Oh well, according to the article, I'd be in good company.

Here's the thing though: when I'm not reading anxiety-inducing articles about anxiety, I'm actually fairly calm. Or at least calmer than I used to be, which was a high blood-pressure insomniac with a racing heart. But over the years, I've used wine, more wine, gallons of wine yoga as a tool to lower my anxiety and its many unpleasant side effects.

Here's how you can too.

  1. Got an extra hour a day (and no injuries)? (If injured, proceed directly to #3)
    Take a yoga class. One with lots of core work will help burn off that agida.
  2. Are you LOL at the idea of having an extra hour? No problem. Got 15 minutes?
    Do five rounds of sun salutations as follows:
    • Stand with your big toes together (or hip-width apart) and heels slightly wider. Take a deep, slow inhale and sweep your arms up slowly. Exhale slowly, drawing your palms to your heart. Set an intention for yourself. Maybe it's "Ground myself." Take a deep breath in. On the exhale, engage your core and slooooowly fold at the hips, bringing the hands toward the floor. Bend your knees to get there. Inhale half-way up to a long spine, pressing the palms against the shins. Sloooooowly exhale out, bending the knees and bringing the palms back down to the floor.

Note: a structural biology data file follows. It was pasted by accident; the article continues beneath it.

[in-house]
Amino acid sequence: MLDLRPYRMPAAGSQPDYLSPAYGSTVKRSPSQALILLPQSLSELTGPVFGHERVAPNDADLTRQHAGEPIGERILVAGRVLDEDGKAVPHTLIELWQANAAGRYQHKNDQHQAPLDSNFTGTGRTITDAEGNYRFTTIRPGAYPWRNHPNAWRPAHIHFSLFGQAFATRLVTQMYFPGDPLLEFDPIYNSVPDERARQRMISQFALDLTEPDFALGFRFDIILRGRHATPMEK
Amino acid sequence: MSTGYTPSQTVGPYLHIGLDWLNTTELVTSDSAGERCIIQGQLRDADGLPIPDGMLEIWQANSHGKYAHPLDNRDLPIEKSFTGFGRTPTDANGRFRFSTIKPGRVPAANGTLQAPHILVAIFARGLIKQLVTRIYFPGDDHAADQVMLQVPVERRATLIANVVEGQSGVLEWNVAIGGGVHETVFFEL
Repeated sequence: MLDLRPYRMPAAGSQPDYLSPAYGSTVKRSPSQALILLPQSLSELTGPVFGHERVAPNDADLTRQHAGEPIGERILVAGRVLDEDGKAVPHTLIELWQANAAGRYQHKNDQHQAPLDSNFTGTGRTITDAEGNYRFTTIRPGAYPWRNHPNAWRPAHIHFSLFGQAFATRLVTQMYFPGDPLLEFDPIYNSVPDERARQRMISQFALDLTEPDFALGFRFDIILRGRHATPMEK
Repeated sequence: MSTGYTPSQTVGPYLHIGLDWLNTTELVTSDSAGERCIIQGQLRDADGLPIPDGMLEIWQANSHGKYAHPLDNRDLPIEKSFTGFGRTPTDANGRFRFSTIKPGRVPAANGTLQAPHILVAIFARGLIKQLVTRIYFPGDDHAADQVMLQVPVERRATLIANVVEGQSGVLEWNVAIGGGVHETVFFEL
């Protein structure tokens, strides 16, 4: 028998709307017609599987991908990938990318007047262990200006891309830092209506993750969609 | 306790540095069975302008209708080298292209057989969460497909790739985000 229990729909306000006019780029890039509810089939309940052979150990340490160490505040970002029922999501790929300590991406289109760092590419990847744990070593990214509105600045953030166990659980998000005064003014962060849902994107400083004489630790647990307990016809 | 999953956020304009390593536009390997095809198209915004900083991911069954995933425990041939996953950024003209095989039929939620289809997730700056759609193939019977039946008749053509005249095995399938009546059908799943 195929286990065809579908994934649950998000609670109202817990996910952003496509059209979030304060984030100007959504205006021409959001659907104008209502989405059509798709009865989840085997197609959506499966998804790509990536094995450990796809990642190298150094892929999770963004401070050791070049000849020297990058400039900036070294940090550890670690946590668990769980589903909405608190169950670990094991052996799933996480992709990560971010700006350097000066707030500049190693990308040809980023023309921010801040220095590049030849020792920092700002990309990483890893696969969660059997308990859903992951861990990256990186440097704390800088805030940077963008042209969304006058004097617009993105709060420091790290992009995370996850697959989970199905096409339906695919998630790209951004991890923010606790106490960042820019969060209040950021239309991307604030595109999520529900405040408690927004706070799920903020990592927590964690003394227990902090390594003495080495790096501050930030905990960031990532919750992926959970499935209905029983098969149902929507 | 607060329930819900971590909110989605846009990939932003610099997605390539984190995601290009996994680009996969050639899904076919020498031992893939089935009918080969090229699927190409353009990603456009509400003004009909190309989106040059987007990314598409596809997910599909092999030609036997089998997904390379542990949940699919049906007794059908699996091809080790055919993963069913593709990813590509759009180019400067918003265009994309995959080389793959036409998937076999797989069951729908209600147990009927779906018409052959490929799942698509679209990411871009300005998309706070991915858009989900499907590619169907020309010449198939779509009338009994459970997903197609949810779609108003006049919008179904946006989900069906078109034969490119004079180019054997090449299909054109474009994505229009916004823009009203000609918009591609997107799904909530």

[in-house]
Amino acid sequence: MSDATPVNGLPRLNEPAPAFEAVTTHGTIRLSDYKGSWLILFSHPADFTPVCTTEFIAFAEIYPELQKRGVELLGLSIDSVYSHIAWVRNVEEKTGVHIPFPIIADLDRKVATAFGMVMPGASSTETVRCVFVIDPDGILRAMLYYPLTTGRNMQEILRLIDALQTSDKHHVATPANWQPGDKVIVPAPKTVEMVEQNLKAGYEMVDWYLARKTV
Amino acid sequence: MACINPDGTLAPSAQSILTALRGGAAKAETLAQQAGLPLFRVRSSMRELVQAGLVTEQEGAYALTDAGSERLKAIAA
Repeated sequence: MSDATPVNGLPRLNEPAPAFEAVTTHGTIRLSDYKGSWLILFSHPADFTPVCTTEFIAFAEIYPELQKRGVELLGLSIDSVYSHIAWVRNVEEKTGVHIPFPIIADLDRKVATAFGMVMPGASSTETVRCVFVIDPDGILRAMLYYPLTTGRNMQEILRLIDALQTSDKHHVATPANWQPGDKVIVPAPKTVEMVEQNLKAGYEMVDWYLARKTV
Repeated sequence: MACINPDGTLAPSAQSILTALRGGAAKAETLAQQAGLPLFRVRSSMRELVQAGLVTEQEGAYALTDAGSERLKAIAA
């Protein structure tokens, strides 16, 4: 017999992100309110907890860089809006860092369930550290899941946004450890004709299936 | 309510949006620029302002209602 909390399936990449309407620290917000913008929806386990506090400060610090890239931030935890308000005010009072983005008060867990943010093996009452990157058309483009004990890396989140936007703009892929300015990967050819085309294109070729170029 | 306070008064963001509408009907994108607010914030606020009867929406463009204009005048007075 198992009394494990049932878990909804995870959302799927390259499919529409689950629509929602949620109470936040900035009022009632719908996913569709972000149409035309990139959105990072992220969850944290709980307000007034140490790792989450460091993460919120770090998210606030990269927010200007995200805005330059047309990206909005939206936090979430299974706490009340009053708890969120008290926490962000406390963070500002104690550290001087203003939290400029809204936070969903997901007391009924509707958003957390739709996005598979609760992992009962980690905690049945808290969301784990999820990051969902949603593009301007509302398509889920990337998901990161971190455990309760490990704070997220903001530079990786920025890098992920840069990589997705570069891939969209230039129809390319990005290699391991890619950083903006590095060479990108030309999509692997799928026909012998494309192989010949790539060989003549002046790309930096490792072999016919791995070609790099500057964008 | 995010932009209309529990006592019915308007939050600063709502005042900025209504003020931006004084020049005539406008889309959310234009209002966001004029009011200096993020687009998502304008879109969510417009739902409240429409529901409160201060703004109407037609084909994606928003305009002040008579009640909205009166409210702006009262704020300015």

• Inhale and step the right foot back to a low lunge. Exhale slooooowly. stay here.
    • On the next inhale, lift the left foot and then hold here in a "knee hanging" high plank for 3 cycles of breath. Lift the navel to the spine for extra core work. Breathe slooooowly and deeply, extending the exhale.
    • After three cycles, step back to high plank on your exhale. Keep the elbows slightly bent.
    • Next inhale draw the right knee to the right elbow, exhale slowly return to high plank. Inhale and draw the left knee to the left elbow, exhale and step back. SLOWLY repeat on both sides.
    • Are your arms shaking? Oh good--it's working.
    • Inhale and draw the knees down to the floor (or stay on your toes in your name is Clark Kent or you're freakishly strong). Inhale and drop the chest only to elbow-height. Stay here, with the hips high, for 3 cycles of slow, steady breath. Keep extending the exhale.
    • On your next inhale, breathe through to an upward-facing dog. Take a cycle of breath here. Release the shoulders down, away from the ears. Release any tension they're holding.
    • Tuck the toes under and with strong core engagement, lift the hips first up and then back to downward facing dog or child's pose. Stay here for 5 breaths.